National Sections of the L5I:

US elections: should socialists support Nader?

Printer-friendly versionPDF version

Ralph Nader is registering five per cent support in the US Presidential elections as the candidate for the Green Party. This is a significant level of support for a third party ticket in the USA.

It has been accompanied by grass roots campaigning and rallies of up to 16,000 in states where the ticket has most support.

A number of socialist groups in the USA are now supporting Nader.

The International Socialist Organisation (ISO) and its sister organisation in Britain, the Socialist Workers Party (SWP), have been among the most enthusiastic advocates of a "vote for Nader".

Both the ISO and the SWP argue that the Nader campaign represents the anti-globalisation movement. As Chris Harman put it in Socialist Review, "he has embraced the spirit of Seattle". International Socialist Review, the magazine of the ISO, believes the campaign is "the electoral expression of the budding social movements ... The politics of Seattle - the uniting of environmentalism with trade unionism into a common front against corporate capital control - is a central part of the Nader campaign." (ISR Aug-Sept 2000)

But the politics and programme of Nader's campaign represent the reformist wing of the anti-globalisation movement, not its left, anti-capitalist wing.

Nader's campaign is certainly radical in the US context, where no mass Labour or social democratic party has ever existed. Nader attacks "corporate greed", denounces the major parties' links with big business, the lack of democracy and access to the media for the majority in American society.

He excoriates the growing contrast between wealth and poverty in the US - he supports raising the minimum wage to $10 an hour "as soon as possible", calls for the repeal of anti-trade union legislation, for a universal "insurance based" health care system and for an end to "corporate tax hand-outs".

But the Nader/Green programme is anti-corporate, not anti-capitalist. In the tradition of radical American populism, it is anti-big business but pro-competition and small business. Nader believes that the corporations can be cut down to size, tamed by the extension of democracy, "deep democracy" as he calls it. But he is no socialist.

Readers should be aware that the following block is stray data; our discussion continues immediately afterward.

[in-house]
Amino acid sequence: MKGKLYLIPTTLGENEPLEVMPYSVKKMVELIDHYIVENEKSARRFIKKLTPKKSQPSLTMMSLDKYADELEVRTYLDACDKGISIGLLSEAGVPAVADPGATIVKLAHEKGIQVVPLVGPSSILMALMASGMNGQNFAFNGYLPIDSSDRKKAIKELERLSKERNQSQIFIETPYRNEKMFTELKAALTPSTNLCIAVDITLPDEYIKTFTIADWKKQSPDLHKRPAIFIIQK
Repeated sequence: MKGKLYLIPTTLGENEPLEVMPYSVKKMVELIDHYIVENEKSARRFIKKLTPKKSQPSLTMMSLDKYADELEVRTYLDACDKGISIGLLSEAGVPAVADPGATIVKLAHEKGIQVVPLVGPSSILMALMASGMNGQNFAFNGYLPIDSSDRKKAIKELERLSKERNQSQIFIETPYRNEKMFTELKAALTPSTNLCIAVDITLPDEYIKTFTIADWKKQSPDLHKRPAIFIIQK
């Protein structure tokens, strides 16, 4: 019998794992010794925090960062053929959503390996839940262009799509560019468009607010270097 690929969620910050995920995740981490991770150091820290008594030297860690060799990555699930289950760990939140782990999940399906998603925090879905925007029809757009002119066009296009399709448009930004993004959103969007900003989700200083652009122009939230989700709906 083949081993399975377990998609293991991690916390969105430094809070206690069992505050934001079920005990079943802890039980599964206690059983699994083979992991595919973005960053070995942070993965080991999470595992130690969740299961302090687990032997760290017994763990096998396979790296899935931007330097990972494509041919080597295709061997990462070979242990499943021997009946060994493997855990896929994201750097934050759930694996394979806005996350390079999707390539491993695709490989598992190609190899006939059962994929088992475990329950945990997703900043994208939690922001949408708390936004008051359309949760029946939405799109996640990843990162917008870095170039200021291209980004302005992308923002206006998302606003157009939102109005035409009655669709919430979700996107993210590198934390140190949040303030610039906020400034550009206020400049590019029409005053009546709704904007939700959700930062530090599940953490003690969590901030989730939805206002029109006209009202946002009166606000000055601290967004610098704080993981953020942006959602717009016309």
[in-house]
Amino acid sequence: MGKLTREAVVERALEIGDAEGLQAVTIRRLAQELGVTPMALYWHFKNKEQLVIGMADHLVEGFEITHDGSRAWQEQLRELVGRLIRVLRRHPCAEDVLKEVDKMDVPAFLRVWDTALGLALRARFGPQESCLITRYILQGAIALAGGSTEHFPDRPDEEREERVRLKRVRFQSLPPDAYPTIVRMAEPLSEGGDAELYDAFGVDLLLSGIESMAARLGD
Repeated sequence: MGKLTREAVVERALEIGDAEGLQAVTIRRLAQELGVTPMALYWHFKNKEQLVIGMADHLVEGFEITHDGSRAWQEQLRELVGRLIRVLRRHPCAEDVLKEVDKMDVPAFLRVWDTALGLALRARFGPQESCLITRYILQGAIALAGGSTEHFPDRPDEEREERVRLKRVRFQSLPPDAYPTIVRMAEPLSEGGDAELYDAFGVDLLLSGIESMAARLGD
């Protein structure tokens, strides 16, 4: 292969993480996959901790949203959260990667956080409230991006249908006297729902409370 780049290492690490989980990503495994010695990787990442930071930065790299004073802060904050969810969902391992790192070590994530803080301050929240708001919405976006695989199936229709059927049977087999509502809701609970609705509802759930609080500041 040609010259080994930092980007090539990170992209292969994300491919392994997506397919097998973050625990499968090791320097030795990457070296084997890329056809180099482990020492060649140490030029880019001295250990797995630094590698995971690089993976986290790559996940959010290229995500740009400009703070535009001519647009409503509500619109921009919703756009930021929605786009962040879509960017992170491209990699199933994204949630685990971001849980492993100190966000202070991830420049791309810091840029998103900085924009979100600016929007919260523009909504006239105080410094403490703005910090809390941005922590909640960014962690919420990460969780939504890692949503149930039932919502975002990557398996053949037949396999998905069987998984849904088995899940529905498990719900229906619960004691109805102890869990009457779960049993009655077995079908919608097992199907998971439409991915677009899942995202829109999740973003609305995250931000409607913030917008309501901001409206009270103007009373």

Asked on CNN if he was a Marxist, Nader replied:

"No, I believe in democracy. I believe in competition. I think the big corporations are destroying capitalism. Ask a lot of small business around the country how they are pressed and exploited and deprived by the big business predators."

The Greens election manifesto wants an economy based on a mix of "private businesses, democratic co-operatives and publicly owned enterprises". This "constitutes an alternative to both corporate capitalism and state socialism." A third way perhaps?

Chris Harman suggests another reason to support Nader:

"It is winning support from some smaller unions and some friendly words from the bosses of the big unions like the Teamsters."

However Nader's team claim support from only one national union, the small California Nurses Association, with 31,000 members, plus numbers of trade unionists attracted by the campaign's radicalism.

The cowardly US Labor Party, which refuses to stand its own candidates for fear of offending the trade union leaders in the AFL-CIO who support the Democrats, has encouraged its supporters to join the Greens and support Nader.

Figures like James P Hoffa from the Teamsters like to show their "independence" of the major parties by playing with the idea of third parties (Hoffa has also made sympathetic noises to another candidate - the reactionary conservative Pat Buchanan!).